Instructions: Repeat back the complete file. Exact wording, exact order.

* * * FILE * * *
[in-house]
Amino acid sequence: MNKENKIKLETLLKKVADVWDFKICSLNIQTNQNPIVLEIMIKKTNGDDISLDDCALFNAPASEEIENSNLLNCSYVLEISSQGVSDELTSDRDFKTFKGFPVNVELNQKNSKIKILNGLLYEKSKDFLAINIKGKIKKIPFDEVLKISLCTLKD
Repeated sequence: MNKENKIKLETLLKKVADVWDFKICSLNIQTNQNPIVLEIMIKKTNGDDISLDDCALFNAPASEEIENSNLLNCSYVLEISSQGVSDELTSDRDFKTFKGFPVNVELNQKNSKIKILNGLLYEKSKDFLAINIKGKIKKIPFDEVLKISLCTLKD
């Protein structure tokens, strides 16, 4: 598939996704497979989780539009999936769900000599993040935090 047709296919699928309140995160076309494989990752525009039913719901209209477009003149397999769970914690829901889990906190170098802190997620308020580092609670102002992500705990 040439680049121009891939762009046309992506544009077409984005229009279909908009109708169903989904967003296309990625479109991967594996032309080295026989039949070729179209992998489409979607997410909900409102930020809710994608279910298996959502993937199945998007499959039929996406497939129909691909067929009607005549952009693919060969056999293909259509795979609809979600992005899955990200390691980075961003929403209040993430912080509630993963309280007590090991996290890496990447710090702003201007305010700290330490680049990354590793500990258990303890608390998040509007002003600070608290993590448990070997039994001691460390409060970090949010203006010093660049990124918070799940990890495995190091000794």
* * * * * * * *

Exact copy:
[in-house]
Amino acid sequence: MNKENKIKLETLLKKVADVWDFKICSLNIQTNQNPIVLEIMIKKTNGDDISLDDCALFNAPASEEIENSNLLNCSYVLEISSQGVSDELTSDRDFKTFKGFPVNVELNQKNSKIKILNGLLYEKSKDFLAINIKGKIKKIPFDEVLKISLCTLKD
Repeated sequence: MNKENKIKLETLLKKVADVWDFKICSLNIQTNQNPIVLEIMIKKTNGDDISLDDCALFNAPASEEIENSNLLNCSYVLEISSQGVSDELTSDRDFKTFKGFPVNVELNQKNSKIKILNGLLYEKSKDFLAINIKGKIKKIPFDEVLKISLCTLKD
């Protein structure tokens, strides 16, 4: 598939996704497979989780539009999936769900000599993040935090 047709296919699928309140995160076309494989990752525009039913719901209209477009003149397999769970914690829901889990906190170098802190997620308020580092609670102002992500705990 040439680049121009891939762009046309992506544009077409984005229009279909908009109708169903989904967003296309990625479109991967594996032309080295026989039949070729179209992998489409979607997410909900409102930020809710994608279910298996959502993937199945998007499959039929996406497939129909691909067929009607005549952009693919060969056999293909259509795979609809979600992005899955990200390691980075961003929403209040993430912080509630993963309280007590090991996290890496990447710090702003201007305010700290330490680049990354590793500990258990303890608390998040509007002003600070608290993590448990070997039994001691460390409060970090949010203006010093660049990124918070799940990890495995190091000794």